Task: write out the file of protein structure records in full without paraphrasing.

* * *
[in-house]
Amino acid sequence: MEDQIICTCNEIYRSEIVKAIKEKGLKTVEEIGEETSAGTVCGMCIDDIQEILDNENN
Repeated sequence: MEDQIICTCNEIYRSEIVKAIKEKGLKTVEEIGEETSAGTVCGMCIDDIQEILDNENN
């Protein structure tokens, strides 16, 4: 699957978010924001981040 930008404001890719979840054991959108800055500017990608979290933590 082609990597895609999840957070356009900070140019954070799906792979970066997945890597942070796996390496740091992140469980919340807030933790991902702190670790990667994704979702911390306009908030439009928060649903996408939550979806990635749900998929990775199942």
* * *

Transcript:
[in-house]
Amino acid sequence: MEDQIICTCNEIYRSEIVKAIKEKGLKTVEEIGEETSAGTVCGMCIDDIQEILDNENN
Repeated sequence: MEDQIICTCNEIYRSEIVKAIKEKGLKTVEEIGEETSAGTVCGMCIDDIQEILDNENN
């Protein structure tokens, strides 16, 4: 699957978010924001981040 930008404001890719979840054991959108800055500017990608979290933590 082609990597895609999840957070356009900070140019954070799906792979970066997945890597942070796996390496740091992140469980919340807030933790991902702190670790990667994704979702911390306009908030439009928060649903996408939550979806990635749900998929990775199942």